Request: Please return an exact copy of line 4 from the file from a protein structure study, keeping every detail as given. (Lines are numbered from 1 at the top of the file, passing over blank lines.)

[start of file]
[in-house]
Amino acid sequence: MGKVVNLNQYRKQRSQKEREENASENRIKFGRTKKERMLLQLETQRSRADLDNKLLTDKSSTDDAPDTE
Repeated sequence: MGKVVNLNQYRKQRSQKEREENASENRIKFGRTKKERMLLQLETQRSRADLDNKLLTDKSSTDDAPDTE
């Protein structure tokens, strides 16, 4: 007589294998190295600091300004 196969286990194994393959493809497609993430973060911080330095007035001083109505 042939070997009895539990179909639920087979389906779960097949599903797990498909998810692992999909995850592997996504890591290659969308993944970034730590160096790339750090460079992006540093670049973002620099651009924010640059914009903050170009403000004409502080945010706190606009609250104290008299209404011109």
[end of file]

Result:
């Protein structure tokens, strides 16, 4: 007589294998190295600091300004 196969286990194994393959493809497609993430973060911080330095007035001083109505 042939070997009895539990179909639920087979389906779960097949599903797990498909998810692992999909995850592997996504890591290659969308993944970034730590160096790339750090460079992006540093670049973002620099651009924010640059914009903050170009403000004409502080945010706190606009609250104290008299209404011109």